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Become A Sixth Grade Teacher

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Working As A Sixth Grade Teacher

  • Training and Teaching Others
  • Thinking Creatively
  • Organizing, Planning, and Prioritizing Work
  • Coaching and Developing Others
  • Documenting/Recording Information
  • Deal with People

  • Make Decisions

  • Stressful

  • $48,000

    Average Salary

What Does A Sixth Grade Teacher Do

Kindergarten and elementary school teachers prepare younger students for future schooling by teaching them basic subjects such as math and reading. 

Duties

Kindergarten and elementary school teachers typically do the following:

  • Create lesson plans to teach students subjects, such as reading, science, social studies, and math
  • Teach students how to study and communicate with others
  • Observe students to evaluate their abilities, strengths, and weaknesses
  • Teach lessons they have planned to an entire class of students or to smaller groups
  • Grade students’ assignments to monitor their progress
  • Communicate with parents about their child’s progress
  • Work with students individually to help them overcome specific learning challenges
  • Prepare students for standardized tests required by the state
  • Develop and enforce classroom rules to teach children proper behavior
  • Supervise children outside of the classroom—for example, during lunchtime or recess

Kindergarten and elementary school teachers help students learn and apply important concepts. Many teachers use a hands-on approach to help students understand abstract concepts, solve problems, and develop critical thinking skills. For example, they may demonstrate how to do a science experiment and then have the students conduct the experiment themselves. They may have students work together to learn how to collaborate to solve problems.

Kindergarten and elementary school teachers generally teach kindergarten through fourth or fifth grade. However, in some schools, elementary school teachers may teach sixth, seventh, and eighth grade. They typically teach students several subjects throughout the day.

Some teachers may teach in a multilevel classroom that includes students across two or more grades. They may teach the same group of students for several years.

Kindergarten and elementary school students spend most of their day in one classroom. Teachers may escort students to assemblies; to classes taught by other teachers, such as art or music; or to recess. While students are away from the classroom, teachers plan lessons, grade assignments, or meet with other teachers and staff.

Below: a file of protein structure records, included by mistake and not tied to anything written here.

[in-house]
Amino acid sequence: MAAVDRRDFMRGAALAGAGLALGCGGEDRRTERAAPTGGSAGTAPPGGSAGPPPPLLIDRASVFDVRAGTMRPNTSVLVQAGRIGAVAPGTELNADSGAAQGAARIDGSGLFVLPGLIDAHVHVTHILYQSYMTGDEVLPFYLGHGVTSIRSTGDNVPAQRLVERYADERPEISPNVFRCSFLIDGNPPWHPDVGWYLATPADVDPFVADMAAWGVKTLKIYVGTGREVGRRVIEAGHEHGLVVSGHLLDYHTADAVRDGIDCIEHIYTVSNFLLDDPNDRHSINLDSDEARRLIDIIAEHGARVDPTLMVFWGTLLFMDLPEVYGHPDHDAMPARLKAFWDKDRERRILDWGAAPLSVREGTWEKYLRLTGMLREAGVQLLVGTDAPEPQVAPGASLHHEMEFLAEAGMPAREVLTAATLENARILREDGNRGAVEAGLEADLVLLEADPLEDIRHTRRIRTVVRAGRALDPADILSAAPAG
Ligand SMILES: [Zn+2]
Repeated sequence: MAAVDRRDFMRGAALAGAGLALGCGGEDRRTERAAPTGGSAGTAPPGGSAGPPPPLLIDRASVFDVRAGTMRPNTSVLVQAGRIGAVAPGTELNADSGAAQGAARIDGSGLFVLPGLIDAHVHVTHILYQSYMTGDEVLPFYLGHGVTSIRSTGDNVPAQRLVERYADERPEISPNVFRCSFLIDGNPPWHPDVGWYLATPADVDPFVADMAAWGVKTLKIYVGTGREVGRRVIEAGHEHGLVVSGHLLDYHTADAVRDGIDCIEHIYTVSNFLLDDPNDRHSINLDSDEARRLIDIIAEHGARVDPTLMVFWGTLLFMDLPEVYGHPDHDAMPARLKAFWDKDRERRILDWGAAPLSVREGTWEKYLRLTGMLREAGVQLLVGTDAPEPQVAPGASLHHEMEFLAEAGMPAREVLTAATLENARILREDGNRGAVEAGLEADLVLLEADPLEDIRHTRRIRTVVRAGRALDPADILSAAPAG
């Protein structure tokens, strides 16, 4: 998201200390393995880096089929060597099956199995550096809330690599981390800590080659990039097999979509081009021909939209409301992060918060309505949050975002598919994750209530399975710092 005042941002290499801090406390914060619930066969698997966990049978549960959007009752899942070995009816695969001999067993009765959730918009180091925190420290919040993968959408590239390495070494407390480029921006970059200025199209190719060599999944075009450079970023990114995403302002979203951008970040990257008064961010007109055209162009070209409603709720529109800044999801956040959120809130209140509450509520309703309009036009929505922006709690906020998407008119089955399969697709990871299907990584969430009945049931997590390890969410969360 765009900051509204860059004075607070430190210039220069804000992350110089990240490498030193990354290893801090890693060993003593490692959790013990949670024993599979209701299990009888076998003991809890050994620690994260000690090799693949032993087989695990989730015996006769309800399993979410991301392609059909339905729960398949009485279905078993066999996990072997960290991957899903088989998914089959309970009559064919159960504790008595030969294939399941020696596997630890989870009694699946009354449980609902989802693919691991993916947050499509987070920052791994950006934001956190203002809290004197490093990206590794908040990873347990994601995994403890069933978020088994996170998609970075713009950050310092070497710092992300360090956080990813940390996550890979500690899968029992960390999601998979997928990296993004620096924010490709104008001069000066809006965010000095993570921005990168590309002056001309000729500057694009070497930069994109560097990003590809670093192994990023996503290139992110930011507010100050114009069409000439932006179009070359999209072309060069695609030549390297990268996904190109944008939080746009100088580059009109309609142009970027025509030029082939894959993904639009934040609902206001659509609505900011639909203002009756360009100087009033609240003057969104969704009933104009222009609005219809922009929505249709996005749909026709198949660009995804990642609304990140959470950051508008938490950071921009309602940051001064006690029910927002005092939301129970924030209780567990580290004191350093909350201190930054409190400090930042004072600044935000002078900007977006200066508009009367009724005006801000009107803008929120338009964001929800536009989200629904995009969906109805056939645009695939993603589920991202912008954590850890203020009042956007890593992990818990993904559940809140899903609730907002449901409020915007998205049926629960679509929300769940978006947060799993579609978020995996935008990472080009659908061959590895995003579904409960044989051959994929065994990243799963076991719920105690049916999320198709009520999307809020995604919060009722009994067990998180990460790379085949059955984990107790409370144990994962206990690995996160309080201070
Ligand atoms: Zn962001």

In some schools, teachers may work in subject specialization teams in which they teach one or two specific subjects, either English and social studies or math and science. Generally, students spend half their time with one teacher and half their time with the other.

Some kindergarten and elementary school teachers teach special classes, such as art, music, and physical education.

Some schools employ teachers of English as a second language (ESL) or English for speakers of other languages (ESOL). Both of these types of teachers work exclusively with students who are learning the English language, often referred to as English language learners (ELLs). The teachers work with students individually or in groups to help them improve their English language skills and to help them with assignments from other classes.

Students with learning disabilities or emotional or behavioral disorders are often taught in traditional classes. Kindergarten and elementary teachers work with special education teachers to adapt lesson plans to these students’ needs and monitor the students’ progress. In some cases, kindergarten and elementary school teachers may co-teach lessons with special education teachers.

Some teachers maintain websites to communicate with parents about students’ assignments, upcoming events, and grades. For students in higher grades, teachers may create websites or discussion boards to present information or to expand on a lesson taught in class.

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How To Become A Sixth Grade Teacher

Kindergarten and elementary school teachers must have a bachelor’s degree. In addition, public school teachers must have a state-issued certification or license.

Education

All states require public kindergarten and elementary school teachers to have at least a bachelor’s degree in elementary education. Some states also require kindergarten and elementary school teachers to major in a content area, such as math or science. They typically enroll in their college’s teacher preparation program and also take classes in education and child psychology in addition to those required by their major.